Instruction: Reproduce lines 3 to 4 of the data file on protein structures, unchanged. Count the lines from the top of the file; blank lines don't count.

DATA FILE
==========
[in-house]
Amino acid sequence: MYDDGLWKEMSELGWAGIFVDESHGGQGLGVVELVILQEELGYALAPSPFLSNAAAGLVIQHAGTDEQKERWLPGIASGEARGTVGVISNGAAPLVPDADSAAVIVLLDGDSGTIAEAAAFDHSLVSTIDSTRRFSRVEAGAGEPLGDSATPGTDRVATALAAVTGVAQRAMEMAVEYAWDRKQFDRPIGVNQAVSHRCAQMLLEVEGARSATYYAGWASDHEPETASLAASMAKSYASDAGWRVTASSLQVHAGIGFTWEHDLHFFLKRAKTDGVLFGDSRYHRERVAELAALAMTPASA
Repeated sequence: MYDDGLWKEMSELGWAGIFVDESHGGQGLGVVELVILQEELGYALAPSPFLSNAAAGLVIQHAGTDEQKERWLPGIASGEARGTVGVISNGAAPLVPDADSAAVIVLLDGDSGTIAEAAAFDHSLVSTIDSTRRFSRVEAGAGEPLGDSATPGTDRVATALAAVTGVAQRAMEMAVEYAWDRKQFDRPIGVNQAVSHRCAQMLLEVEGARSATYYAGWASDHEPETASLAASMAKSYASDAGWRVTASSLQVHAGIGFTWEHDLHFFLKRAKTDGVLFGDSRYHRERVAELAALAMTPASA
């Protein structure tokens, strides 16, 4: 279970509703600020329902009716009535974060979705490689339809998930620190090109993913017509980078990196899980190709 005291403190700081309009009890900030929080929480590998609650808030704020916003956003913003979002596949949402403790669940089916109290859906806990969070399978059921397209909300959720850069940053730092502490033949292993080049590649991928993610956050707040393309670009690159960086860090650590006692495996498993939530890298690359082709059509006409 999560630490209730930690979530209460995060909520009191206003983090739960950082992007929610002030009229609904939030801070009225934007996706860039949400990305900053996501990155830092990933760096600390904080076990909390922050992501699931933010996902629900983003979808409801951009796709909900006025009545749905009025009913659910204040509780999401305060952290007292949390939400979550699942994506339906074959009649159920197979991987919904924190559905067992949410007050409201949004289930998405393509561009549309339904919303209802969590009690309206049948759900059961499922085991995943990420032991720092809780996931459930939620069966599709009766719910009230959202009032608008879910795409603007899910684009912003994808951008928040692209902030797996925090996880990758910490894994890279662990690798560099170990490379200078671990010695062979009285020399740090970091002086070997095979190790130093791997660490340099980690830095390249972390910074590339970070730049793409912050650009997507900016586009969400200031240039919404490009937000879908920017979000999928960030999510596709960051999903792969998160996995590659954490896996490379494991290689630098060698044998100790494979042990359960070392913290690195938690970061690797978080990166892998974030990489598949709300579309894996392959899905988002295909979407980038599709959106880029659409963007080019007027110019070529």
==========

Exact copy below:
Repeated sequence: MYDDGLWKEMSELGWAGIFVDESHGGQGLGVVELVILQEELGYALAPSPFLSNAAAGLVIQHAGTDEQKERWLPGIASGEARGTVGVISNGAAPLVPDADSAAVIVLLDGDSGTIAEAAAFDHSLVSTIDSTRRFSRVEAGAGEPLGDSATPGTDRVATALAAVTGVAQRAMEMAVEYAWDRKQFDRPIGVNQAVSHRCAQMLLEVEGARSATYYAGWASDHEPETASLAASMAKSYASDAGWRVTASSLQVHAGIGFTWEHDLHFFLKRAKTDGVLFGDSRYHRERVAELAALAMTPASA
């Protein structure tokens, strides 16, 4: 279970509703600020329902009716009535974060979705490689339809998930620190090109993913017509980078990196899980190709 005291403190700081309009009890900030929080929480590998609650808030704020916003956003913003979002596949949402403790669940089916109290859906806990969070399978059921397209909300959720850069940053730092502490033949292993080049590649991928993610956050707040393309670009690159960086860090650590006692495996498993939530890298690359082709059509006409 999560630490209730930690979530209460995060909520009191206003983090739960950082992007929610002030009229609904939030801070009225934007996706860039949400990305900053996501990155830092990933760096600390904080076990909390922050992501699931933010996902629900983003979808409801951009796709909900006025009545749905009025009913659910204040509780999401305060952290007292949390939400979550699942994506339906074959009649159920197979991987919904924190559905067992949410007050409201949004289930998405393509561009549309339904919303209802969590009690309206049948759900059961499922085991995943990420032991720092809780996931459930939620069966599709009766719910009230959202009032608008879910795409603007899910684009912003994808951008928040692209902030797996925090996880990758910490894994890279662990690798560099170990490379200078671990010695062979009285020399740090970091002086070997095979190790130093791997660490340099980690830095390249972390910074590339970070730049793409912050650009997507900016586009969400200031240039919404490009937000879908920017979000999928960030999510596709960051999903792969998160996995590659954490896996490379494991290689630098060698044998100790494979042990359960070392913290690195938690970061690797978080990166892998974030990489598949709300579309894996392959899905988002295909979407980038599709959106880029659409963007080019007027110019070529």